Vincent Van Gogh’s Starry Night painting image in a digital display
Van Gogh Irises and Sunflowers

After 45 minutes of that, I made sure to purchase a souvenir at the boutique on the way out, an over-priced notebook with reprint images of his popular paintings.

Lunch out was a challenge with filling out the electronic contact tracing form before being allowed into the restaurant. Management made safe distancing arrangements for diners. It seems that trendy restaurants are still playing background music way too loud for my preference in enjoying a conversation. Half-way through my salad, I declined the offer of dessert. I just wanted to go home.

There are other art gallery and museum exhibits I want to see this summer. My desire is dampened by reports about the COVID-19 variants spreading about.

I am okay with delaying the satisfaction of my selfish desires for a little while longer, and finding safer alternatives.

I would rather be deprived than dead.

Thanks for dropping by.


A walk in my shoes


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It’s the last weekend of July. Not being a summer person, I am not sad to see us enter into August then the cool, crisp days of the Canadian autumn.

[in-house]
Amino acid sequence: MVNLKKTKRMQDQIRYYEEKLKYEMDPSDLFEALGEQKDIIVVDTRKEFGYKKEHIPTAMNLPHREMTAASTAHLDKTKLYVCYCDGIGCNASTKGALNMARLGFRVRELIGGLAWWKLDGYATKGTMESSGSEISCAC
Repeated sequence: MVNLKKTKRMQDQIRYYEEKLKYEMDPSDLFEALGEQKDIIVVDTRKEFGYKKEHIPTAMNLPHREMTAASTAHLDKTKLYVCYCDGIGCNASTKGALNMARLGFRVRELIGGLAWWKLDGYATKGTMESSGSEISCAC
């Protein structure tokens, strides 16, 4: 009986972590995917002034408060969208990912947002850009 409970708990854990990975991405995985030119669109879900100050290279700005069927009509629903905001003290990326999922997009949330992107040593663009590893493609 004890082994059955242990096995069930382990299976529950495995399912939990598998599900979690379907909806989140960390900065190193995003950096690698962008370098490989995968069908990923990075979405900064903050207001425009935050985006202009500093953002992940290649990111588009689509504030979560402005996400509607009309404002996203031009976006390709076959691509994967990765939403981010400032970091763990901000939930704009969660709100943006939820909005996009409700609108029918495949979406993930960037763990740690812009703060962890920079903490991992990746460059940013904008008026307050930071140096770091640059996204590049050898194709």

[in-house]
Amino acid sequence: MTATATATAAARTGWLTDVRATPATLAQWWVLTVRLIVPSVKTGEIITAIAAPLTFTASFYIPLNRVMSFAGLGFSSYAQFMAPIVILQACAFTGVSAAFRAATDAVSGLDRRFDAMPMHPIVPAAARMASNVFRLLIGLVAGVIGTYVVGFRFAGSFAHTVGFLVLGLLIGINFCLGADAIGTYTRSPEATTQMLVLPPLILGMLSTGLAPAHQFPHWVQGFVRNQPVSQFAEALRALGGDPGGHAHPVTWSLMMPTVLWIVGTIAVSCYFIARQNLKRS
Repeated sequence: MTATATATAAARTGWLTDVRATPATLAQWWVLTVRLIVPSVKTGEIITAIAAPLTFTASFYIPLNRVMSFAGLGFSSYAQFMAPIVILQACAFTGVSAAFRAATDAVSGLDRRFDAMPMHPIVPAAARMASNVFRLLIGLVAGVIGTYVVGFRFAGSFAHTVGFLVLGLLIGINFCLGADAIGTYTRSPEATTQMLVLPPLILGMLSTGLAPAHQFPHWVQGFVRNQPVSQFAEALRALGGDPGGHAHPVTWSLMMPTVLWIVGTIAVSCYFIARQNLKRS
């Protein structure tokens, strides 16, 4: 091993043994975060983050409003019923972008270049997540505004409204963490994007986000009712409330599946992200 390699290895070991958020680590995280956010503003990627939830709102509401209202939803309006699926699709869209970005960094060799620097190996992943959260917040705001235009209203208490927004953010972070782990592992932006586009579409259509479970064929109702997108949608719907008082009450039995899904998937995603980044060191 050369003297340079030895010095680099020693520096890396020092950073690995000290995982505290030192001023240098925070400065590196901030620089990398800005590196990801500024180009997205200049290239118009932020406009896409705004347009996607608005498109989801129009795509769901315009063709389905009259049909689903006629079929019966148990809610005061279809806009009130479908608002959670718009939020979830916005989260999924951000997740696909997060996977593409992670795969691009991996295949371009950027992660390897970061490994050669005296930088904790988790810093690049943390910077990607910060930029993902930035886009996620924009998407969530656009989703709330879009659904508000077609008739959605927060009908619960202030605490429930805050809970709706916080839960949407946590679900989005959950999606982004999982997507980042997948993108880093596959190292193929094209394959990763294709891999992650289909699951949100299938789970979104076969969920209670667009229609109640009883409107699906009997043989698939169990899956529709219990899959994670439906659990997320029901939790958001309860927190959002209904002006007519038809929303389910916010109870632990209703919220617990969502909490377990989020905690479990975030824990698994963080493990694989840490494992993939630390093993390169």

New discoveries

This is the type of weather perfect for hiking or just taking long walks. Who knows what you will find if you explore a little farther in your community. Last Friday night I discovered an Indian Supermarket in one of the plazas. I entered, mask-on with intentions to satisfy a craving, to purchase prepared Butter Chicken and Korma sauces, but came out with a few extras including cookies and snacks.

Indian cooking sauces and snacks

In the moment

On my way home, I felt joy when I stopped to witness the evening sun’s rays bursting through trees in a nearby park. It was magical. It was bliss.

I was in the moment, stopping to appreciate the evening sun bursting through the green foliage.

Seconds later I encountered a neighbour from the old apartment building who was approaching along the sidewalk. We stood at a distance to chat, share news of our respective families. I had to cut the conversation short to scoot home in time to watch one of my favourite TV shows.

If you are venturing out by foot around your communities this long weekend, here are some projects you can participate in:

Protocols and Gratitude

I continue to work from home. I have almost everything I need within walking distance. That suits me just fine as we are still navigating through this COVID-19 pandemic. My household is taking no chances; we are content with staying close to home, away from crowded places and careless individuals. There is no wanderlust or protests about freedom here.

This pandemic and government restrictions have provided us with the opportunity to evaluate our needs, our values and appreciate the time for reflection.

Now if we could remind people who also are walking on streets with no sidewalks, that you are supposed to walk facing traffic! As my dear old Dad used to say, “Walk facing traffic so you can see what’s going to hit you!”

Thanks for stopping by.

Stay safe. Be kind.